Kenya has seen a steep rise in the number of Covid-19 cases in the past three weeks, partly fuelled by political rallies that have seen thousands of attendees flouting every laid down health protocol.
The Health Chief Administrative Secretary, Dr Rashid Aman, yesterday said that action must be taken to curb the rising numbers.
“If the numbers reach to a dangerous point, something will have to be done,” he said.
“If Kenyans fail to adhere to protocols, then we will have to issue restrictions and enforce them. Unfortunately, going by the current trend, we may be forced to take stern measures to protect people from disease and death,” he added.
Flattened the curve
The Head of Infectious Diseases Unit at Kenyatta National Hospital (KNH), Dr Loice Ombajo, said the country flattened the curve in July and August, but this is changing. The number of new patients in need of hospital admission indicates a worrying trend,” she added.
The number of people sick enough to need admission is going up, she said. “This trend has been noted even in counties that have previously recorded low numbers,” she said, blaming it on Kenyans’ casual attitude towards the pandemic for the obtaining scenario.
“The tendency by politicians to hold large rallies is also driving the abandonment of safety precautions among the citizens. Who controls the political rallies? Amid such a critical public health threat, why should you have a rally with hundreds of people shouting, singing, and standing close to each other? Someone should crack a whip on the rallies,” Dr Ombajo said.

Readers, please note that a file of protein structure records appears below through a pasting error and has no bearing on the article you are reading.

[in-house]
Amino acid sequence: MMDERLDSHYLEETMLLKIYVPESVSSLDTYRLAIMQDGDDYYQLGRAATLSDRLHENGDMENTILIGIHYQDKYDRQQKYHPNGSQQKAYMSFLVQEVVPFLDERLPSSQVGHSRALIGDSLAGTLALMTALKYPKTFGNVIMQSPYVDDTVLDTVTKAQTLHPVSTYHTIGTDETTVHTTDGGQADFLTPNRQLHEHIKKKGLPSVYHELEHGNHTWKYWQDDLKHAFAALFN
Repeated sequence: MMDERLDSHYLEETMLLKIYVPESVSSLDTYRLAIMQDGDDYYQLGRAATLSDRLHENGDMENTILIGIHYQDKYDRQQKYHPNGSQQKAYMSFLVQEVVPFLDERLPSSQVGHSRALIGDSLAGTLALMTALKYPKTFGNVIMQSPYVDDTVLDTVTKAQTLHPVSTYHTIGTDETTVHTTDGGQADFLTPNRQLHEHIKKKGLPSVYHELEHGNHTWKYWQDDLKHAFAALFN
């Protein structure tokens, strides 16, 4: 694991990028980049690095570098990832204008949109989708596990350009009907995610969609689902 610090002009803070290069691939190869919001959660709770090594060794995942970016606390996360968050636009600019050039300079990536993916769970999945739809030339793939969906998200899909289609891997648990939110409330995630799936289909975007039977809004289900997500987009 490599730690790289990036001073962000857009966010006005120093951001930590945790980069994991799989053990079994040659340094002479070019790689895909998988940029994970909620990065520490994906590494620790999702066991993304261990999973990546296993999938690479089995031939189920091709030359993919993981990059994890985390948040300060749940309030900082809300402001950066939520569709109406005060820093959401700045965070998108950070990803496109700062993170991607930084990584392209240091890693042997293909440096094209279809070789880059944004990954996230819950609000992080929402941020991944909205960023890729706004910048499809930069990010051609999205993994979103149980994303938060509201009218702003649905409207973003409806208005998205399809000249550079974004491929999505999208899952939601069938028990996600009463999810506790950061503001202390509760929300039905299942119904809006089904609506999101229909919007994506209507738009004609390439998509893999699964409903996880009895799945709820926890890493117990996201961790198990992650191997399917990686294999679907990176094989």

She also hinted that the government could be forced to close schools in case of a wave of new infections. “We’re open to the idea of closing schools if the numbers go up,” she said.
Dr Marybeth Maritim, an infectious diseases expert at the University of Nairobi, said the virus is spreading fast in rural areas where no one observes the issued public health measures.
“Research has shown that countries that enforced strict adherence to these Covid-19 guidelines were able to contain the rate of transmission. There is no treatment for Covid-19, there is no vaccine; this is a matter of personal responsibility. It all goes back to the public health measures, we are going back to the roots,” she said.
Dr Ahmed Kalebi, the Chief Executive Officer of Lancet Kenya, noted that the organisation has witnessed a surge in Covid-19 cases at its laboratories.
“The numbers have gone up, it is a bushfire that will be hard to control. It was a mistake to relax the containment measures,” he said, adding that Kenya is deep into the second wave of the pandemic.
The expert said that, while the Health ministry has been announcing figures of new infections every day, the data may not be painting the real picture because Covid-19 test results are delayed from sample collection, testing, to uploading the data in the system. This may mislead the actions being taken to contain the disease and the pandemic in the country.
Uploading the data
“There is a gap between the time the samples are collected and tested and the time of uploading the data. On average, data is delayed for between one to two weeks before it is announced to the public.
“The picture is not reflecting the current situation and what we are seeing is what we should have seen three weeks ago,” he said.